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Re: Petrof Hammer Update (Surprise!!) #340058
11/21/03 10:44 AM
11/21/03 10:44 AM
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Kevin,

I wonder if the other Petrofs have that same metallic sound. In other words, can it be attributed to the hammers or to the rest of the piano? That might influence your decision. Maybe the dealer has Petrofs (other sizes of course) with Abel or Renner hammers which sound fine. Then you might be comfortable with the purchase of a Petrof IV with Abel hammers.

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Re: Petrof Hammer Update (Surprise!!) #340059
11/21/03 12:35 PM
11/21/03 12:35 PM
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Indiana
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Re: Petrof Hammer Update (Surprise!!) #340060
11/21/03 01:16 PM
11/21/03 01:16 PM
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Illinois (Chicago Area)
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lb,

You bring up some interesting points. I will have to say that I have heard a lot of negativity from primarily the Estonia dealer about almost every other piano in the industry that I considered, all of which have been in Larry Fine's Tier 2 list. Of them all, Petrof is the most often criticized.

The Walter/Mason and Hamlin, Steinberg, Petrof, Yamaha, etc. dealers that I have visited were very professional: they did focus on what made their pianos great, but they did not rip apart the competition.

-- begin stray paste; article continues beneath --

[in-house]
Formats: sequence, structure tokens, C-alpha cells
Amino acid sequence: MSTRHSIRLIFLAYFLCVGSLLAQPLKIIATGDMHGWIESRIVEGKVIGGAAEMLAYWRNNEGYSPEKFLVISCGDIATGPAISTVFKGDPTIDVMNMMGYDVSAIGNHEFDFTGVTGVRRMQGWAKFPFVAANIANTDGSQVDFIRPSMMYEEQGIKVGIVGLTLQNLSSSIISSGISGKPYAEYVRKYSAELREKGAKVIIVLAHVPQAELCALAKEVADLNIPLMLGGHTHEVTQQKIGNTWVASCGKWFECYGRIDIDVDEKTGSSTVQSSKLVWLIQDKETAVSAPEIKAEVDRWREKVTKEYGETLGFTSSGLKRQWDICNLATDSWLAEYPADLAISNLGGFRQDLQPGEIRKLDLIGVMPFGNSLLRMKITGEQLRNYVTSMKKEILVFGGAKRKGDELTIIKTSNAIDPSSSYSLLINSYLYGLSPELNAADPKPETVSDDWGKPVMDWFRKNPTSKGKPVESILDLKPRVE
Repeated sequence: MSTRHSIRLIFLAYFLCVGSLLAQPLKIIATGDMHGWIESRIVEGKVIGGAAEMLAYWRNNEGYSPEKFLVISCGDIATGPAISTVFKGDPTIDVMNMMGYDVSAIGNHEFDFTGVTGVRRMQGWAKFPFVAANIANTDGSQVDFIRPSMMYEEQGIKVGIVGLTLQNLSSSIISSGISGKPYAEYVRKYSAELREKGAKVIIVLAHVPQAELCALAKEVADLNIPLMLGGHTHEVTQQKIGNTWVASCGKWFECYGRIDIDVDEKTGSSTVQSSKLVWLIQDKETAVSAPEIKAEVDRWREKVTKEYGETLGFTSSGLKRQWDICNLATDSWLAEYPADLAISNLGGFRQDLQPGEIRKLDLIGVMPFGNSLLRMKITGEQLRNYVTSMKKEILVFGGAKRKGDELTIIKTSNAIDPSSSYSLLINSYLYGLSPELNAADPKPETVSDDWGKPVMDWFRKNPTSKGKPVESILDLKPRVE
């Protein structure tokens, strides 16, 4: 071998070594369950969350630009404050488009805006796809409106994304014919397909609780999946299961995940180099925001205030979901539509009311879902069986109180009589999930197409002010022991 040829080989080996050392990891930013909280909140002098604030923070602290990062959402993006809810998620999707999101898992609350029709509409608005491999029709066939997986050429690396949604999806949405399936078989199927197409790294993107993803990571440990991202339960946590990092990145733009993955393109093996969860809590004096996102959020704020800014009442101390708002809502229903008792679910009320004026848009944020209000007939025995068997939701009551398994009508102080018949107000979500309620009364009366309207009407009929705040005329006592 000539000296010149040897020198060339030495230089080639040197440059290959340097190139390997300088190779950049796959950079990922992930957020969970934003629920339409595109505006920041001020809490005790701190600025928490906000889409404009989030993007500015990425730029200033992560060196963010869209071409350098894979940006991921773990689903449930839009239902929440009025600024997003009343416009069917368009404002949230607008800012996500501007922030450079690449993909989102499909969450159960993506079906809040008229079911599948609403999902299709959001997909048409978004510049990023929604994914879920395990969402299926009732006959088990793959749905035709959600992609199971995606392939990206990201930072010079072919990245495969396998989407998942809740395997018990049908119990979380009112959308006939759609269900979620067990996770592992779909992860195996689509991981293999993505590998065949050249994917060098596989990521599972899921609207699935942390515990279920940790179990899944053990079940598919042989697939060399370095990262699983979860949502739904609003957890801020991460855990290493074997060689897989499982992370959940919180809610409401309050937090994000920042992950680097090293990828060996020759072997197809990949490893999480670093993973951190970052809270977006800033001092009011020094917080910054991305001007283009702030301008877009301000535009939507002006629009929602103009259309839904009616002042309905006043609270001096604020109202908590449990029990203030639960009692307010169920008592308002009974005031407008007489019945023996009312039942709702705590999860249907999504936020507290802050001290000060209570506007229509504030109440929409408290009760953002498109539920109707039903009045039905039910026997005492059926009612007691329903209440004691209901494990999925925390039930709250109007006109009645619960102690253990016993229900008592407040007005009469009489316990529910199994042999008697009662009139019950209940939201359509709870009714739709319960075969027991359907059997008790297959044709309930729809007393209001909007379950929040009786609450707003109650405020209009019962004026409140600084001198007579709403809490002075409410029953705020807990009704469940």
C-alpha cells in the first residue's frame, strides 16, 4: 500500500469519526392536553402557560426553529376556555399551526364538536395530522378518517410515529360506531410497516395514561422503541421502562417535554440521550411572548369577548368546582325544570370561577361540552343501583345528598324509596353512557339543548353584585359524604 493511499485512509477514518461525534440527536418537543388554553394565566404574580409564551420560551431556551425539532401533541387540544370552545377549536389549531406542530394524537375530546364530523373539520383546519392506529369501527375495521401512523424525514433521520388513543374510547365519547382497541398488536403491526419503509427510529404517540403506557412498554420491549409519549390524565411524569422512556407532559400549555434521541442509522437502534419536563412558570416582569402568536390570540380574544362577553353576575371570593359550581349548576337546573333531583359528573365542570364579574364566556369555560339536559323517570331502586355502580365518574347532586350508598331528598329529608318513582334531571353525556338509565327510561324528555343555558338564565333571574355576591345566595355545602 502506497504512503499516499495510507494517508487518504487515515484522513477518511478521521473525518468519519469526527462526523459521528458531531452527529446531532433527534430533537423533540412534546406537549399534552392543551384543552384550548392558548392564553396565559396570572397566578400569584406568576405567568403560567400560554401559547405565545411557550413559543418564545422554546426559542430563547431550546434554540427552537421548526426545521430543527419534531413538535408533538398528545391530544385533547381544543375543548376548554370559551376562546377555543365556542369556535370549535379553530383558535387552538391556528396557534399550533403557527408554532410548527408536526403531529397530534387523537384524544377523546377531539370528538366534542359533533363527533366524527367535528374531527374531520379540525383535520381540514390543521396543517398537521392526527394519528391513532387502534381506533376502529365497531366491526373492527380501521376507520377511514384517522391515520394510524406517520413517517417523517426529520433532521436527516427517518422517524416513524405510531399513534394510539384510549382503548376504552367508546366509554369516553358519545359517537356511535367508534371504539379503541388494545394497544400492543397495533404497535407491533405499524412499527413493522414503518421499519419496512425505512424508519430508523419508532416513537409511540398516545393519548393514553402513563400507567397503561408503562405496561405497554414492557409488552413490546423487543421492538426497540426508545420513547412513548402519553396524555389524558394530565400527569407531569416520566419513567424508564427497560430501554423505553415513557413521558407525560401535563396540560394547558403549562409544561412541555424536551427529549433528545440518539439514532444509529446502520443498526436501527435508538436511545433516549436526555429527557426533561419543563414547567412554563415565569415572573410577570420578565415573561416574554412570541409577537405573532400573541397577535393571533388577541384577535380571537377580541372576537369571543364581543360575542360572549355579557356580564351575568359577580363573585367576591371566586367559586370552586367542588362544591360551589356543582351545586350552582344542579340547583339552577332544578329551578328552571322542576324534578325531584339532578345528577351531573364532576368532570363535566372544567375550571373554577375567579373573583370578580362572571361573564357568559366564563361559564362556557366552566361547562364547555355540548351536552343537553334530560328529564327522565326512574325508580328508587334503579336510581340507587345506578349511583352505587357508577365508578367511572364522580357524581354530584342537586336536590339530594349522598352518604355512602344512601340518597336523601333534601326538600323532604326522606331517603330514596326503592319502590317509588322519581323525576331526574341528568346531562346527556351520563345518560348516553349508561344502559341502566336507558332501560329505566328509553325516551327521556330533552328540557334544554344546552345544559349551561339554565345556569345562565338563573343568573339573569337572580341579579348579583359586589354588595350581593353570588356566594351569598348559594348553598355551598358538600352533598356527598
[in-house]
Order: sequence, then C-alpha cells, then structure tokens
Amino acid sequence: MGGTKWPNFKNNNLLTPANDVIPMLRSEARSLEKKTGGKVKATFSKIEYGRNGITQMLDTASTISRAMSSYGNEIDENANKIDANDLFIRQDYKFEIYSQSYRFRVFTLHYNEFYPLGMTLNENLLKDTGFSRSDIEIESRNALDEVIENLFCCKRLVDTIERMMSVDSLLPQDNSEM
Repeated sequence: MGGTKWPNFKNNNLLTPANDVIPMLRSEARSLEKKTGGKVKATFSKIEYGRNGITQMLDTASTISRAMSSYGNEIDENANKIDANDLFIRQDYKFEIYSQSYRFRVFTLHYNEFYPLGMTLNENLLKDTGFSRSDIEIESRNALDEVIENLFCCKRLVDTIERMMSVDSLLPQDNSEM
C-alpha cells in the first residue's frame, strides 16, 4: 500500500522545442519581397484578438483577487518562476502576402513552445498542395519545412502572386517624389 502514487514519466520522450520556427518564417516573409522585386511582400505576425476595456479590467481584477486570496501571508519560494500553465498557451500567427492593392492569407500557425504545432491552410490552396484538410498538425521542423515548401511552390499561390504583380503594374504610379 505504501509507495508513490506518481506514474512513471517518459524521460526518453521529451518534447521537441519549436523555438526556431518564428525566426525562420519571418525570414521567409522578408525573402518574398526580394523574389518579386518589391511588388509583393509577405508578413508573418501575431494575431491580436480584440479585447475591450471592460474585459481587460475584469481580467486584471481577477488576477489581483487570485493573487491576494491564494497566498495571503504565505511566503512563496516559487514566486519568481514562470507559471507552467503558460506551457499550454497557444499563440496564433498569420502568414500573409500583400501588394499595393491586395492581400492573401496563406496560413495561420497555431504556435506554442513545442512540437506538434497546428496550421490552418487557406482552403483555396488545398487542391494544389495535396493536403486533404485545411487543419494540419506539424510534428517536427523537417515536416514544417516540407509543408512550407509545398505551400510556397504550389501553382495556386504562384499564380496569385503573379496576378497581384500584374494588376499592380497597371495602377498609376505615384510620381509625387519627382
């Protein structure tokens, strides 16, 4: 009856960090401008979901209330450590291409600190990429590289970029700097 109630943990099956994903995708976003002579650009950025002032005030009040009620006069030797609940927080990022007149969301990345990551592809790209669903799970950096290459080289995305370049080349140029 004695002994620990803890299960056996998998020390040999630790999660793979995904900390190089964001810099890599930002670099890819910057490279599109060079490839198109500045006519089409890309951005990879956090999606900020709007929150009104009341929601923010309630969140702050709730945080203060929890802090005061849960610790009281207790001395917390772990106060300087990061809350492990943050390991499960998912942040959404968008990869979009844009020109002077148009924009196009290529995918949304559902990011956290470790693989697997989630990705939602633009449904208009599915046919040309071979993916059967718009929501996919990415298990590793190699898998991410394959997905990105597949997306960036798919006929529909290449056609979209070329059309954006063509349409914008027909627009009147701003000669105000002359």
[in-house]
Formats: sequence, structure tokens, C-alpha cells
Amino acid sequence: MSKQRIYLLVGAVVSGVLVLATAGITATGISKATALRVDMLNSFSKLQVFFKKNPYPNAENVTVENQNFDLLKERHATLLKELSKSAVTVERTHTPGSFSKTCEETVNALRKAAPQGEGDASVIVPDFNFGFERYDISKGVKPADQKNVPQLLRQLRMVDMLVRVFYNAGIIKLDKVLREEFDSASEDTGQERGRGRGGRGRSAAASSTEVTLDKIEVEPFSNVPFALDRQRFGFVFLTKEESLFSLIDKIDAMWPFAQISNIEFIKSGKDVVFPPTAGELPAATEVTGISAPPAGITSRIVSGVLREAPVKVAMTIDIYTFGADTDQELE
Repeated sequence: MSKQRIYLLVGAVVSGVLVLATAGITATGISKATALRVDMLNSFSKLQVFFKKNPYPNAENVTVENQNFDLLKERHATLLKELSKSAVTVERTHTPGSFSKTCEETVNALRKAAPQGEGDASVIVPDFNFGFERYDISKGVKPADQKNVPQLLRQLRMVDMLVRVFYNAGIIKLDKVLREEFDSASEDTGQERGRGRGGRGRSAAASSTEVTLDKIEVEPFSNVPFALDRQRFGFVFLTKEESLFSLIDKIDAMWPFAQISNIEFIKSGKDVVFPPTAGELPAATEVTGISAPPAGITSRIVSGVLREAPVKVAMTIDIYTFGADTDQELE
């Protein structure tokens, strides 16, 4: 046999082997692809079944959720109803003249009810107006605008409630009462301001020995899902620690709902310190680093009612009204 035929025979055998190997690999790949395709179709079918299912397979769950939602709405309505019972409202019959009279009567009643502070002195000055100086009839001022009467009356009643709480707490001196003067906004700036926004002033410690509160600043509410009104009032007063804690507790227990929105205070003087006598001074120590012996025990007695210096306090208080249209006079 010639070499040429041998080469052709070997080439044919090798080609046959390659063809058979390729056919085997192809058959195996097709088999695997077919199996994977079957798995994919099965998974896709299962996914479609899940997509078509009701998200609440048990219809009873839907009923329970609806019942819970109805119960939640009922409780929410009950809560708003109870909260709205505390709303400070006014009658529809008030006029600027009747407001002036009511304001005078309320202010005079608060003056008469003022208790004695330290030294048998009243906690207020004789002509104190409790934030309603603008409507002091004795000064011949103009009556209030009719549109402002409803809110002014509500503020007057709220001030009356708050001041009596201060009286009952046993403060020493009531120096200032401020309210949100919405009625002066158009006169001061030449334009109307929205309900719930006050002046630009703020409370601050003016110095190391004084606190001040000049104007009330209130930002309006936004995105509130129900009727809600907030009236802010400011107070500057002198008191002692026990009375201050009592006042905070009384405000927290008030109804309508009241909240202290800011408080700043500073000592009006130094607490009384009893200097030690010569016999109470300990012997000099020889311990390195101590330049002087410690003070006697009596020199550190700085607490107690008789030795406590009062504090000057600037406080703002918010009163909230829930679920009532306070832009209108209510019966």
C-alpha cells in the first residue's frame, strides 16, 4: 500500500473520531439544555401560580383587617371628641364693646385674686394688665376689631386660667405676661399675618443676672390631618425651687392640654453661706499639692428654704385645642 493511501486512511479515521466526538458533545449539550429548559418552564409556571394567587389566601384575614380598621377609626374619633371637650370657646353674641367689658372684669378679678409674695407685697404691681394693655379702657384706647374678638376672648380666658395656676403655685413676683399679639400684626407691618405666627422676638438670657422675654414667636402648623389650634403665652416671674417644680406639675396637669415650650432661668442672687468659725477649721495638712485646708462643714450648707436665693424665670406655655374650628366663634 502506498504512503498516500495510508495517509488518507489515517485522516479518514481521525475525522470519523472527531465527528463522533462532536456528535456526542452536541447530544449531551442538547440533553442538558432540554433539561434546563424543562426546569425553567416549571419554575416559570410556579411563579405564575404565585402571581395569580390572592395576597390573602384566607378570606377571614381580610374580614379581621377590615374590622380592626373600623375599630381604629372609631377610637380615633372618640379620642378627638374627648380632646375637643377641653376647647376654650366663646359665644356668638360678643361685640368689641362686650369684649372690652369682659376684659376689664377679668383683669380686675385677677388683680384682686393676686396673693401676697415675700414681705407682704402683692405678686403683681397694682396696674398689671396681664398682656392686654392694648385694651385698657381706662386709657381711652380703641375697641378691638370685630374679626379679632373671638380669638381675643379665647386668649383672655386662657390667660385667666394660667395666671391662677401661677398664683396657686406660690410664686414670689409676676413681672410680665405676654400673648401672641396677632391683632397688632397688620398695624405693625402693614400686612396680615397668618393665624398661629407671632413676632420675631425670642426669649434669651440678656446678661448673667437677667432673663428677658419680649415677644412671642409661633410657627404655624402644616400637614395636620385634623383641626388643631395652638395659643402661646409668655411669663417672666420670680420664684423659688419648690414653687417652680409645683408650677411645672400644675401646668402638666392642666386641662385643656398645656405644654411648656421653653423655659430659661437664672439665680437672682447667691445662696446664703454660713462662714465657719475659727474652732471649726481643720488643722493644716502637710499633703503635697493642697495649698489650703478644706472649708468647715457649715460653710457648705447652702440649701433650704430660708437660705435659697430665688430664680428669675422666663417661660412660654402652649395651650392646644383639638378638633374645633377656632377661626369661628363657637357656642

I do need to say that I did like the Petrof IV with the Imategawa hammers after it had been voiced. The first time I played it, though, it sound harsh and metallic -- just kind of "ugly," but I thought it had potential. After voicing and regulating, it played and sounded like a different piano. However...when I did "bang" the keys, I STILL heard that brightness/metallic harshness, particularly in the treble, but not nearly to the same degree.

The tech said that those hammers will harden and need voicing sooner than the other types, and over the long term, the "harshness" will worsen and voicing won't stop the problem -- only new hammers will.

Kevin

Re: Petrof Hammer Update (Surprise!!) #340061
11/21/03 01:50 PM
11/21/03 01:50 PM
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Sorry that my comment seemed ridiculous. Yes, I am an Estonia owner. However, I did not recommend that he pay 2K extra for one. Quite the contrary. Nor do I think that he should be pressured by the Estonia dealer. Having been through that tactic with car dealers and real estate agents, I've resolved that if anyone tries it again I will withdraw my offer and let the other individual go ahead and buy it.